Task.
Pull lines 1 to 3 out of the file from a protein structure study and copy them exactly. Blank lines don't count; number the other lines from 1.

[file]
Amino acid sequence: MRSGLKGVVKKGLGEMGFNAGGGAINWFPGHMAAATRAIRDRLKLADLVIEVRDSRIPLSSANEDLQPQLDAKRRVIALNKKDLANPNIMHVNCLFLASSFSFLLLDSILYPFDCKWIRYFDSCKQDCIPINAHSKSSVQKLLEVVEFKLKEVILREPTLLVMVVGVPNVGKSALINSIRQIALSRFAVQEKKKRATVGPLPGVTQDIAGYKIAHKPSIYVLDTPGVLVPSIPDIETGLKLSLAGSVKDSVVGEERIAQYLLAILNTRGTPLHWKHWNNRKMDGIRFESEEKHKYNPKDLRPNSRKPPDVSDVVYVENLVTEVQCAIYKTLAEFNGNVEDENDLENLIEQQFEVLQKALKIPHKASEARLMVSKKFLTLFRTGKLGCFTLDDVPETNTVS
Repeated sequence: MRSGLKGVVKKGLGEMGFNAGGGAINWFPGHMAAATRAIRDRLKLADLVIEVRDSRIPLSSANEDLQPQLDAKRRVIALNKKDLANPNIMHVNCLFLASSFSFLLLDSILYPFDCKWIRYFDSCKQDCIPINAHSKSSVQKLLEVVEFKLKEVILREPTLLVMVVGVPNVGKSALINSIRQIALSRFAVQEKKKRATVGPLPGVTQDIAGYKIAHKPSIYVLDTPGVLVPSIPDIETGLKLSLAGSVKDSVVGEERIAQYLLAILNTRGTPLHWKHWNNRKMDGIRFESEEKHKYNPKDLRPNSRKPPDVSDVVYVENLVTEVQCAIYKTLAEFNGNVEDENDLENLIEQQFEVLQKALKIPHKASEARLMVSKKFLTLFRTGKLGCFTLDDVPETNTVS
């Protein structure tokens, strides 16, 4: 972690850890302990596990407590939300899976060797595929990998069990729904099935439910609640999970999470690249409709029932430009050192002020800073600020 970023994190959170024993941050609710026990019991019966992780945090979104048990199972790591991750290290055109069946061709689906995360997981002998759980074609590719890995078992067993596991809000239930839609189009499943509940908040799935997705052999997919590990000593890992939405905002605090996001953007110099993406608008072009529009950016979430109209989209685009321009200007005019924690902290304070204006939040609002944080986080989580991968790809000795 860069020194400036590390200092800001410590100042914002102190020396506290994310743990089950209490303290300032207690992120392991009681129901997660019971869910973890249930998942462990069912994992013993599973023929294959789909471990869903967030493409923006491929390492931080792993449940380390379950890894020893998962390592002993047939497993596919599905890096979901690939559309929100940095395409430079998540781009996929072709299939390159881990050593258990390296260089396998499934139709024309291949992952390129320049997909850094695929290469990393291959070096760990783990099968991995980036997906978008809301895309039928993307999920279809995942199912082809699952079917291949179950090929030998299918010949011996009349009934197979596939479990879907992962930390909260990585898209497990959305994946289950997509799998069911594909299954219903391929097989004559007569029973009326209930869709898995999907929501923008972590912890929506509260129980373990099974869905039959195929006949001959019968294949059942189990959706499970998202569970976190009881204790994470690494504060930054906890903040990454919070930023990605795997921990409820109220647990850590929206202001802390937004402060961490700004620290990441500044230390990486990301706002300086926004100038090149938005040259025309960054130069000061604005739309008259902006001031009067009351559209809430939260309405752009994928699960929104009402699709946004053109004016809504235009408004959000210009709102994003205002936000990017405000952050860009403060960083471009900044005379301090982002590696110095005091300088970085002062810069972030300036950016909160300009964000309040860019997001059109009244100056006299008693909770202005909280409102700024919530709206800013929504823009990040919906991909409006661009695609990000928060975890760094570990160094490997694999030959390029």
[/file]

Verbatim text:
Amino acid sequence: MRSGLKGVVKKGLGEMGFNAGGGAINWFPGHMAAATRAIRDRLKLADLVIEVRDSRIPLSSANEDLQPQLDAKRRVIALNKKDLANPNIMHVNCLFLASSFSFLLLDSILYPFDCKWIRYFDSCKQDCIPINAHSKSSVQKLLEVVEFKLKEVILREPTLLVMVVGVPNVGKSALINSIRQIALSRFAVQEKKKRATVGPLPGVTQDIAGYKIAHKPSIYVLDTPGVLVPSIPDIETGLKLSLAGSVKDSVVGEERIAQYLLAILNTRGTPLHWKHWNNRKMDGIRFESEEKHKYNPKDLRPNSRKPPDVSDVVYVENLVTEVQCAIYKTLAEFNGNVEDENDLENLIEQQFEVLQKALKIPHKASEARLMVSKKFLTLFRTGKLGCFTLDDVPETNTVS
Repeated sequence: MRSGLKGVVKKGLGEMGFNAGGGAINWFPGHMAAATRAIRDRLKLADLVIEVRDSRIPLSSANEDLQPQLDAKRRVIALNKKDLANPNIMHVNCLFLASSFSFLLLDSILYPFDCKWIRYFDSCKQDCIPINAHSKSSVQKLLEVVEFKLKEVILREPTLLVMVVGVPNVGKSALINSIRQIALSRFAVQEKKKRATVGPLPGVTQDIAGYKIAHKPSIYVLDTPGVLVPSIPDIETGLKLSLAGSVKDSVVGEERIAQYLLAILNTRGTPLHWKHWNNRKMDGIRFESEEKHKYNPKDLRPNSRKPPDVSDVVYVENLVTEVQCAIYKTLAEFNGNVEDENDLENLIEQQFEVLQKALKIPHKASEARLMVSKKFLTLFRTGKLGCFTLDDVPETNTVS
């Protein structure tokens, strides 16, 4: 972690850890302990596990407590939300899976060797595929990998069990729904099935439910609640999970999470690249409709029932430009050192002020800073600020 970023994190959170024993941050609710026990019991019966992780945090979104048990199972790591991750290290055109069946061709689906995360997981002998759980074609590719890995078992067993596991809000239930839609189009499943509940908040799935997705052999997919590990000593890992939405905002605090996001953007110099993406608008072009529009950016979430109209989209685009321009200007005019924690902290304070204006939040609002944080986080989580991968790809000795 860069020194400036590390200092800001410590100042914002102190020396506290994310743990089950209490303290300032207690992120392991009681129901997660019971869910973890249930998942462990069912994992013993599973023929294959789909471990869903967030493409923006491929390492931080792993449940380390379950890894020893998962390592002993047939497993596919599905890096979901690939559309929100940095395409430079998540781009996929072709299939390159881990050593258990390296260089396998499934139709024309291949992952390129320049997909850094695929290469990393291959070096760990783990099968991995980036997906978008809301895309039928993307999920279809995942199912082809699952079917291949179950090929030998299918010949011996009349009934197979596939479990879907992962930390909260990585898209497990959305994946289950997509799998069911594909299954219903391929097989004559007569029973009326209930869709898995999907929501923008972590912890929506509260129980373990099974869905039959195929006949001959019968294949059942189990959706499970998202569970976190009881204790994470690494504060930054906890903040990454919070930023990605795997921990409820109220647990850590929206202001802390937004402060961490700004620290990441500044230390990486990301706002300086926004100038090149938005040259025309960054130069000061604005739309008259902006001031009067009351559209809430939260309405752009994928699960929104009402699709946004053109004016809504235009408004959000210009709102994003205002936000990017405000952050860009403060960083471009900044005379301090982002590696110095005091300088970085002062810069972030300036950016909160300009964000309040860019997001059109009244100056006299008693909770202005909280409102700024919530709206800013929504823009990040919906991909409006661009695609990000928060975890760094570990160094490997694999030959390029």